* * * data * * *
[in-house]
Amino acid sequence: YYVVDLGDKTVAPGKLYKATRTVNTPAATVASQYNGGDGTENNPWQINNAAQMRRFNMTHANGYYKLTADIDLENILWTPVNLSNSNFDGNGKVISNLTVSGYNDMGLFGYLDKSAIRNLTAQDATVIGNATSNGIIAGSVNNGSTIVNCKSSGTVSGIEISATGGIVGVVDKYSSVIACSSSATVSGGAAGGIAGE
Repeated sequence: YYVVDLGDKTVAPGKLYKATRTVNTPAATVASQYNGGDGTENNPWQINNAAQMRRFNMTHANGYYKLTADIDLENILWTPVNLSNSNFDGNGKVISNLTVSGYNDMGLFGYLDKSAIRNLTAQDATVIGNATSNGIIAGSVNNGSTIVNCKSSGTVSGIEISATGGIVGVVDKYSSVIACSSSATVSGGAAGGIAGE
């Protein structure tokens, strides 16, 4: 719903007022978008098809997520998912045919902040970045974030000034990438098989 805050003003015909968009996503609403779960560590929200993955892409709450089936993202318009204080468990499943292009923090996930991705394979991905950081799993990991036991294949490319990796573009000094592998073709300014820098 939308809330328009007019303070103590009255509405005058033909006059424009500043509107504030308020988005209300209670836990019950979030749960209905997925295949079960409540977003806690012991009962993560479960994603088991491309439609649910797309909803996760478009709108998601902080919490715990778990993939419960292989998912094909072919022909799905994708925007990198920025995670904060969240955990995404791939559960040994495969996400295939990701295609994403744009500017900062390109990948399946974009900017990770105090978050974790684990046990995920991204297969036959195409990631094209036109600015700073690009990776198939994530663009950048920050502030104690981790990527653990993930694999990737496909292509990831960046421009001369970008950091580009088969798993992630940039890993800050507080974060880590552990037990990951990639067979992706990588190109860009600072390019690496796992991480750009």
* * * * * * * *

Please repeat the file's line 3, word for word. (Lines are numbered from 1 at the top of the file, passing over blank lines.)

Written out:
Repeated sequence: YYVVDLGDKTVAPGKLYKATRTVNTPAATVASQYNGGDGTENNPWQINNAAQMRRFNMTHANGYYKLTADIDLENILWTPVNLSNSNFDGNGKVISNLTVSGYNDMGLFGYLDKSAIRNLTAQDATVIGNATSNGIIAGSVNNGSTIVNCKSSGTVSGIEISATGGIVGVVDKYSSVIACSSSATVSGGAAGGIAGE